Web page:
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Rod Smith

Caesars Completes Sale of Hilton for $280 Million

22 June 2004

Another Las Vegas landmark changed hands Friday when Caesars Entertainment completed the $280 million sale of the Las Vegas Hilton to Colony Capital.

Caesars officials said they will use the proceeds of the sale to pay down more than $4 billion in debt, and that the sale will let the company focus resources on rebuilding the Caesars brand. After applying the proceeds of the sale, debt reduction since the beginning of 2002 will total more than $1.1 billion.

Joe Greff, gaming analyst at Fulcrum Global Partners, an independent Wall Street investment research firm, said Caesars will benefit from getting rid of a major noncore asset at a substantial multiple of its cash flow, a key measure of profitability.

"I think there are more it would like to sell, especially in the mid-South and non-Las Vegas properties in Nevada," he said.

Deutsche Bank analyst Marc Falcone said the sale of the Las Vegas Hilton, and possibly other properties, will help Caesars deploy capital in more productive ways that will increase earnings and returns for investors.

The announcement of the sale came a day after the Nevada Gaming Commission gave its regulatory OK of the transaction.

Caesars Entertainment spokesman Robert Stewart said the sale represents a great opportunity both for Caesars and Colony Capital.

"It helps us continue the strategy of paying down debt and focusing exclusively on the flagship operations on the Las Vegas Strip -- Caesars Palace, but also the Flamingo, Paris Las Vegas and Bally's," he said.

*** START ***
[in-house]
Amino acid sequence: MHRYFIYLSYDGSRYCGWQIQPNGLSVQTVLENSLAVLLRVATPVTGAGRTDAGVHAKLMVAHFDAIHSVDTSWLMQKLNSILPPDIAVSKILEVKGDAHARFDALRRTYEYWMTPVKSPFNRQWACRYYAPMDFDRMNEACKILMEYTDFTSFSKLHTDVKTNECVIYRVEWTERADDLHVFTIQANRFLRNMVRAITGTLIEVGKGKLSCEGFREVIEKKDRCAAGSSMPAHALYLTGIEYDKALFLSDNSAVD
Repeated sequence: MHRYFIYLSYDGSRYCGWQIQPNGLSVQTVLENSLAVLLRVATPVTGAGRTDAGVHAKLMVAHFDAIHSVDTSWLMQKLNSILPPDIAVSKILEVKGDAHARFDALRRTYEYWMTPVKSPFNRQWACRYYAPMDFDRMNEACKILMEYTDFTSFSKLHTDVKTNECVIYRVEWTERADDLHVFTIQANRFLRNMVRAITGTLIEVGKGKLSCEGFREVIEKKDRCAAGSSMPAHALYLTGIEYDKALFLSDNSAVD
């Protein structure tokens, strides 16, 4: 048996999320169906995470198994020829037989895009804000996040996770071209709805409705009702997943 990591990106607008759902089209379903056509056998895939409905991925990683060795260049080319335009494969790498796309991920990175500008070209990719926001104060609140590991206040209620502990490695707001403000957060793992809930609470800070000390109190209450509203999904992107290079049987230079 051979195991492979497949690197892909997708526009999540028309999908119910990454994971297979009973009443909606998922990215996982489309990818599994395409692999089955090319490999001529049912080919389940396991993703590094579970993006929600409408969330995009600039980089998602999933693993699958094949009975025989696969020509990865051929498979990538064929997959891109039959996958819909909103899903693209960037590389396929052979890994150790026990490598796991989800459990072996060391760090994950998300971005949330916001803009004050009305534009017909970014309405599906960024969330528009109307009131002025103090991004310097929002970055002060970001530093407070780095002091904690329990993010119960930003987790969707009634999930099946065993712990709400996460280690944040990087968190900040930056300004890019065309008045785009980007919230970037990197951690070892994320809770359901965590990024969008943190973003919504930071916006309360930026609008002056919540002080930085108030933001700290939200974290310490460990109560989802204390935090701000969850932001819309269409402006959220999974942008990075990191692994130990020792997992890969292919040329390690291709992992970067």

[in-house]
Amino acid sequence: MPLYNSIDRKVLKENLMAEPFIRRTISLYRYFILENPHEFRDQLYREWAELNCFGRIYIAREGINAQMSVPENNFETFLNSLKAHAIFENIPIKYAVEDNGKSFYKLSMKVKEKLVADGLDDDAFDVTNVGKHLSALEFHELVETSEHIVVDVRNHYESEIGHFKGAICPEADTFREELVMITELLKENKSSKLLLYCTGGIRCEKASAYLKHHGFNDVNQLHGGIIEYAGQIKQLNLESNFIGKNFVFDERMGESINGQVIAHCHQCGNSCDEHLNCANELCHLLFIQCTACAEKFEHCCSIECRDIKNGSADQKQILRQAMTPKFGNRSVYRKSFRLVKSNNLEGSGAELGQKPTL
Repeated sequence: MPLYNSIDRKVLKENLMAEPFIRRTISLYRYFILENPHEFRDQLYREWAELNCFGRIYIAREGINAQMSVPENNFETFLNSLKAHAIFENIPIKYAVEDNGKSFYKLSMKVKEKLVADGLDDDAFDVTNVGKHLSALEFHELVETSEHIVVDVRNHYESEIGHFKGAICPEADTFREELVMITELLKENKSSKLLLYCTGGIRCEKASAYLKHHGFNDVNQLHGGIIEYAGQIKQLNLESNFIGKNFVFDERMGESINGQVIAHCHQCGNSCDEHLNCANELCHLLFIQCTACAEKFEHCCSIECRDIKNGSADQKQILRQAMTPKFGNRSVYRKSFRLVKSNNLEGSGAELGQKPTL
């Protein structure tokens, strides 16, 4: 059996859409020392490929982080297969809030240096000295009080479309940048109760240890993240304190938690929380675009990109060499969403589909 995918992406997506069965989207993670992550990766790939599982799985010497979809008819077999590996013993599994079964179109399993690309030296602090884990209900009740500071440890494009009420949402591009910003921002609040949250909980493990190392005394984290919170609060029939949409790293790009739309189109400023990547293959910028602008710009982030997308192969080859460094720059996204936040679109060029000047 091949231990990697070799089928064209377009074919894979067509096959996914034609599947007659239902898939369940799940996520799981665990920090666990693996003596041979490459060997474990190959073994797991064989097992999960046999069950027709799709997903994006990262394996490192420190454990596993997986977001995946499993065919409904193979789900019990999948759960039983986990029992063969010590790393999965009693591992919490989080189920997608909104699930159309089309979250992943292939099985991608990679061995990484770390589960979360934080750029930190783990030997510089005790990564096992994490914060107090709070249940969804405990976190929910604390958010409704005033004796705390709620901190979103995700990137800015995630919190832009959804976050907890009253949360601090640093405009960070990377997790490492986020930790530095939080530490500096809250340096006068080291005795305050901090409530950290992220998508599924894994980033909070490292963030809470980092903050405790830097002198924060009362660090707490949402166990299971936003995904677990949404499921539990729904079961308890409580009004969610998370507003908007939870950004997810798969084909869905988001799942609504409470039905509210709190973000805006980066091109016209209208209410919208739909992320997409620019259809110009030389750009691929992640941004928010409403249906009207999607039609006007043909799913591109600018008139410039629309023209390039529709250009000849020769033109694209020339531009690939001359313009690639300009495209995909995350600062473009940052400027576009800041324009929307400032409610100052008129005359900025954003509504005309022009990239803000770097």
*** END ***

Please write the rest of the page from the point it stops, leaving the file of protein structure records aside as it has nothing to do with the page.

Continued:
"But it's also great for Las Vegas because Colony Capital is committed to investing in the property, and we're sure it'll have a great impact not only for the Las Vegas Hilton, but for the Las Vegas market," Stewart said.

Colony Capital, which owns Resorts International in Atlantic City and is a partner in Accor Casinos in Europe, said it will immediately begin renovations and refocus the property on attracting convention business.

Colony Chairman Thomas Barrack called the Las Vegas Hilton "a one-of-a-kind asset" that his company plans to restore as "one of the great resorts of the world."

The 3,174-room hotel-casino was built by Kirk Kerkorian and opened in 1969 with 1,500 rooms. After running into financial difficulties, it was sold in 1971 to Hilton Hotels. Hilton later spun off its gaming properties to create what is now Caesars Entertainment.

Greff said the investments should help improve the competitive profile of the Las Vegas Hilton, especially since Colony's marketing program will concentrate on its location, adjacent to the Las Vegas Convention Center.

Falcone said Colony has proved itself to be an effective operator in Atlantic City and in Reno, where it briefly owned and operated Harvey's casinos.

He said the company has a great track record for energizing gaming properties and improving operations that suggests it will make the Hilton a good attraction for the city and tourism.

"The Las Vegas Hilton has a lot of unrealized value and it's a great opportunity for Colony," Falcone said.

Caesars Entertainment closed Friday at $11.19, up 12 cents, or 0.85 percent.